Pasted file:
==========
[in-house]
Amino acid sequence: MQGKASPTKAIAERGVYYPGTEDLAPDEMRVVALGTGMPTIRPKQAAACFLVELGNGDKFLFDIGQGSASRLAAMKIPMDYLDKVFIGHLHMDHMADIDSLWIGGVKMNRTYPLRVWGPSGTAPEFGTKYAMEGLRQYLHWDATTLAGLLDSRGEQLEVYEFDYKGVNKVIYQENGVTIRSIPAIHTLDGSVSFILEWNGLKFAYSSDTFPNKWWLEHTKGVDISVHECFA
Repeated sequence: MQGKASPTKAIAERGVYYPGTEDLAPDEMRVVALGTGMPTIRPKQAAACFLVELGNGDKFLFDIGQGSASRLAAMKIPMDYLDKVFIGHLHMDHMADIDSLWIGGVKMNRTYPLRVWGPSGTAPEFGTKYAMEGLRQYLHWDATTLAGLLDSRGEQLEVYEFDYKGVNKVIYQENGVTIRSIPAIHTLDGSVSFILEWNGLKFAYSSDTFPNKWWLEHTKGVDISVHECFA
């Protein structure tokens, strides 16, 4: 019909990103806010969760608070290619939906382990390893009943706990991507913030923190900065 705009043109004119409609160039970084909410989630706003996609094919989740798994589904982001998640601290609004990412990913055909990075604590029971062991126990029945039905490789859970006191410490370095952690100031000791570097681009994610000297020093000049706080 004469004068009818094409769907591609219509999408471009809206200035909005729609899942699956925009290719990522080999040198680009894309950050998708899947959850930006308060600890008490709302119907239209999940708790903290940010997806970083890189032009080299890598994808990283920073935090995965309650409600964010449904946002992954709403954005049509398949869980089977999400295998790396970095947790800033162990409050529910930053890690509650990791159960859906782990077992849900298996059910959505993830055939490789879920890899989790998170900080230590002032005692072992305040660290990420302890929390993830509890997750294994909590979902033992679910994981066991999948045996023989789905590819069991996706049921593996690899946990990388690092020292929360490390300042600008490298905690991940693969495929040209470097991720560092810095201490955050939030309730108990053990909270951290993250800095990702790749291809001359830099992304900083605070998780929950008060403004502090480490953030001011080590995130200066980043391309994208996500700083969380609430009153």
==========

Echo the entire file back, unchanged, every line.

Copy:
[in-house]
Amino acid sequence: MQGKASPTKAIAERGVYYPGTEDLAPDEMRVVALGTGMPTIRPKQAAACFLVELGNGDKFLFDIGQGSASRLAAMKIPMDYLDKVFIGHLHMDHMADIDSLWIGGVKMNRTYPLRVWGPSGTAPEFGTKYAMEGLRQYLHWDATTLAGLLDSRGEQLEVYEFDYKGVNKVIYQENGVTIRSIPAIHTLDGSVSFILEWNGLKFAYSSDTFPNKWWLEHTKGVDISVHECFA
Repeated sequence: MQGKASPTKAIAERGVYYPGTEDLAPDEMRVVALGTGMPTIRPKQAAACFLVELGNGDKFLFDIGQGSASRLAAMKIPMDYLDKVFIGHLHMDHMADIDSLWIGGVKMNRTYPLRVWGPSGTAPEFGTKYAMEGLRQYLHWDATTLAGLLDSRGEQLEVYEFDYKGVNKVIYQENGVTIRSIPAIHTLDGSVSFILEWNGLKFAYSSDTFPNKWWLEHTKGVDISVHECFA
């Protein structure tokens, strides 16, 4: 019909990103806010969760608070290619939906382990390893009943706990991507913030923190900065 705009043109004119409609160039970084909410989630706003996609094919989740798994589904982001998640601290609004990412990913055909990075604590029971062991126990029945039905490789859970006191410490370095952690100031000791570097681009994610000297020093000049706080 004469004068009818094409769907591609219509999408471009809206200035909005729609899942699956925009290719990522080999040198680009894309950050998708899947959850930006308060600890008490709302119907239209999940708790903290940010997806970083890189032009080299890598994808990283920073935090995965309650409600964010449904946002992954709403954005049509398949869980089977999400295998790396970095947790800033162990409050529910930053890690509650990791159960859906782990077992849900298996059910959505993830055939490789879920890899989790998170900080230590002032005692072992305040660290990420302890929390993830509890997750294994909590979902033992679910994981066991999948045996023989789905590819069991996706049921593996690899946990990388690092020292929360490390300042600008490298905690991940693969495929040209470097991720560092810095201490955050939030309730108990053990909270951290993250800095990702790749291809001359830099992304900083605070998780929950008060403004502090480490953030001011080590995130200066980043391309994208996500700083969380609430009153």